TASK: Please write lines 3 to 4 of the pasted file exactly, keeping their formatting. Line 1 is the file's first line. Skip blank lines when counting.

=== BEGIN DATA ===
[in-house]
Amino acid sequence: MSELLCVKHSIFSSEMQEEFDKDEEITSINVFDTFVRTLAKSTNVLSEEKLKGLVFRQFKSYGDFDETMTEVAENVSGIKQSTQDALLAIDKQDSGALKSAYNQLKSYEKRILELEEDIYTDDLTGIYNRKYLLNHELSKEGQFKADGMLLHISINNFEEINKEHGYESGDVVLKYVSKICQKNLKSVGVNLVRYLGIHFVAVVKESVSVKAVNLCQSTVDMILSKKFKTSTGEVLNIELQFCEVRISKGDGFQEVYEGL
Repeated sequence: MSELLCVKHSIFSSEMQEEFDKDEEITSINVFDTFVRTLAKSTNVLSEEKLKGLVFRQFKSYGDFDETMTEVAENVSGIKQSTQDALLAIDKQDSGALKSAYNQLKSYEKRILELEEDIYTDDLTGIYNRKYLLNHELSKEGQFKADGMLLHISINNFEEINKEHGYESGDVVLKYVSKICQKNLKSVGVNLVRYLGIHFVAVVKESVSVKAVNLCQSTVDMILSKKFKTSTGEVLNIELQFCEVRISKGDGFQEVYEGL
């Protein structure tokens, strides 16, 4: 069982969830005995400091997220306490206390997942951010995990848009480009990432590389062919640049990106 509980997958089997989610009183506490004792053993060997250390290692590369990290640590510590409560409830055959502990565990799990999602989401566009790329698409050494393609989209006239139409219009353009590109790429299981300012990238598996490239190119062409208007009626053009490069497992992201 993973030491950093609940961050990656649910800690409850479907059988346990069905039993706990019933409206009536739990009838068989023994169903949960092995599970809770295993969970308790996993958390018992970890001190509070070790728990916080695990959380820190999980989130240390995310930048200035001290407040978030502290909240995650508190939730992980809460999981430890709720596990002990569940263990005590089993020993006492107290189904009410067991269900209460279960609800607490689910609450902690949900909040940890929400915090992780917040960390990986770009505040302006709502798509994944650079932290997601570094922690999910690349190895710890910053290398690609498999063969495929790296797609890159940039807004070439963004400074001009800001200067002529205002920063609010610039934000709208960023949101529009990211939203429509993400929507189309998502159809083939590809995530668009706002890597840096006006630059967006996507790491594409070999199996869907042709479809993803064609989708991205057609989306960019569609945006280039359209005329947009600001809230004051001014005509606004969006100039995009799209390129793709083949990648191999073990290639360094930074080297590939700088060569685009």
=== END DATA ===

Repeated sequence: MSELLCVKHSIFSSEMQEEFDKDEEITSINVFDTFVRTLAKSTNVLSEEKLKGLVFRQFKSYGDFDETMTEVAENVSGIKQSTQDALLAIDKQDSGALKSAYNQLKSYEKRILELEEDIYTDDLTGIYNRKYLLNHELSKEGQFKADGMLLHISINNFEEINKEHGYESGDVVLKYVSKICQKNLKSVGVNLVRYLGIHFVAVVKESVSVKAVNLCQSTVDMILSKKFKTSTGEVLNIELQFCEVRISKGDGFQEVYEGL
């Protein structure tokens, strides 16, 4: 069982969830005995400091997220306490206390997942951010995990848009480009990432590389062919640049990106 509980997958089997989610009183506490004792053993060997250390290692590369990290640590510590409560409830055959502990565990799990999602989401566009790329698409050494393609989209006239139409219009353009590109790429299981300012990238598996490239190119062409208007009626053009490069497992992201 993973030491950093609940961050990656649910800690409850479907059988346990069905039993706990019933409206009536739990009838068989023994169903949960092995599970809770295993969970308790996993958390018992970890001190509070070790728990916080695990959380820190999980989130240390995310930048200035001290407040978030502290909240995650508190939730992980809460999981430890709720596990002990569940263990005590089993020993006492107290189904009410067991269900209460279960609800607490689910609450902690949900909040940890929400915090992780917040960390990986770009505040302006709502798509994944650079932290997601570094922690999910690349190895710890910053290398690609498999063969495929790296797609890159940039807004070439963004400074001009800001200067002529205002920063609010610039934000709208960023949101529009990211939203429509993400929507189309998502159809083939590809995530668009706002890597840096006006630059967006996507790491594409070999199996869907042709479809993803064609989708991205057609989306960019569609945006280039359209005329947009600001809230004051001014005509606004969006100039995009799209390129793709083949990648191999073990290639360094930074080297590939700088060569685009």